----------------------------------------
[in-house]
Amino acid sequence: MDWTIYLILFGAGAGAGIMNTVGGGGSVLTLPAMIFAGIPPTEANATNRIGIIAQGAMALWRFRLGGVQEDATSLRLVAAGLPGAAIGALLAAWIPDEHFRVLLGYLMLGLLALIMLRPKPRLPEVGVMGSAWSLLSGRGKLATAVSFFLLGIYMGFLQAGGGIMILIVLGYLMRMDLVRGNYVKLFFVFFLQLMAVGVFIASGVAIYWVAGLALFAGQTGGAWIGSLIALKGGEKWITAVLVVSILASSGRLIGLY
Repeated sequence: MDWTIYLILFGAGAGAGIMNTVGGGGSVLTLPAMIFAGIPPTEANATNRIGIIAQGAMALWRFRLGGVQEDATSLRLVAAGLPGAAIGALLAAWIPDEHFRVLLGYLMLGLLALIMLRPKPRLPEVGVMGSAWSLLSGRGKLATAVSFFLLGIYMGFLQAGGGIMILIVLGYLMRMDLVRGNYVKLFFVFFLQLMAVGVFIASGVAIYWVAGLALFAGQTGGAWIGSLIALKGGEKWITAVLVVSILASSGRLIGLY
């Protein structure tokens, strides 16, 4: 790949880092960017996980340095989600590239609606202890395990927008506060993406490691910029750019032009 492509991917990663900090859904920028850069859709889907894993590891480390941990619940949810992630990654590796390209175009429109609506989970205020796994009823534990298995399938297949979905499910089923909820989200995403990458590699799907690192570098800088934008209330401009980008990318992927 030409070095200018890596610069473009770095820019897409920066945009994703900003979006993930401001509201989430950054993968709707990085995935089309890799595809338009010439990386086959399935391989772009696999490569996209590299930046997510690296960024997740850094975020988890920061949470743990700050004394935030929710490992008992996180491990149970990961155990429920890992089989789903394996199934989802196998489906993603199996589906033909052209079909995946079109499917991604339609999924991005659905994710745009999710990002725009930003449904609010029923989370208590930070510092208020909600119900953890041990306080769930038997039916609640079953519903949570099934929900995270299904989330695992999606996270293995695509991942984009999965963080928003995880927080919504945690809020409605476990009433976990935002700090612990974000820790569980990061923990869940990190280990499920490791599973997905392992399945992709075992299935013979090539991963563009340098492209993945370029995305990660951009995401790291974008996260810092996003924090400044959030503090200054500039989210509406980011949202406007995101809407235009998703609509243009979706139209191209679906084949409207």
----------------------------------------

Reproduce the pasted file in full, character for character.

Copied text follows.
[in-house]
Amino acid sequence: MDWTIYLILFGAGAGAGIMNTVGGGGSVLTLPAMIFAGIPPTEANATNRIGIIAQGAMALWRFRLGGVQEDATSLRLVAAGLPGAAIGALLAAWIPDEHFRVLLGYLMLGLLALIMLRPKPRLPEVGVMGSAWSLLSGRGKLATAVSFFLLGIYMGFLQAGGGIMILIVLGYLMRMDLVRGNYVKLFFVFFLQLMAVGVFIASGVAIYWVAGLALFAGQTGGAWIGSLIALKGGEKWITAVLVVSILASSGRLIGLY
Repeated sequence: MDWTIYLILFGAGAGAGIMNTVGGGGSVLTLPAMIFAGIPPTEANATNRIGIIAQGAMALWRFRLGGVQEDATSLRLVAAGLPGAAIGALLAAWIPDEHFRVLLGYLMLGLLALIMLRPKPRLPEVGVMGSAWSLLSGRGKLATAVSFFLLGIYMGFLQAGGGIMILIVLGYLMRMDLVRGNYVKLFFVFFLQLMAVGVFIASGVAIYWVAGLALFAGQTGGAWIGSLIALKGGEKWITAVLVVSILASSGRLIGLY
């Protein structure tokens, strides 16, 4: 790949880092960017996980340095989600590239609606202890395990927008506060993406490691910029750019032009 492509991917990663900090859904920028850069859709889907894993590891480390941990619940949810992630990654590796390209175009429109609506989970205020796994009823534990298995399938297949979905499910089923909820989200995403990458590699799907690192570098800088934008209330401009980008990318992927 030409070095200018890596610069473009770095820019897409920066945009994703900003979006993930401001509201989430950054993968709707990085995935089309890799595809338009010439990386086959399935391989772009696999490569996209590299930046997510690296960024997740850094975020988890920061949470743990700050004394935030929710490992008992996180491990149970990961155990429920890992089989789903394996199934989802196998489906993603199996589906033909052209079909995946079109499917991604339609999924991005659905994710745009999710990002725009930003449904609010029923989370208590930070510092208020909600119900953890041990306080769930038997039916609640079953519903949570099934929900995270299904989330695992999606996270293995695509991942984009999965963080928003995880927080919504945690809020409605476990009433976990935002700090612990974000820790569980990061923990869940990190280990499920490791599973997905392992399945992709075992299935013979090539991963563009340098492209993945370029995305990660951009995401790291974008996260810092996003924090400044959030503090200054500039989210509406980011949202406007995101809407235009998703609509243009979706139209191209679906084949409207």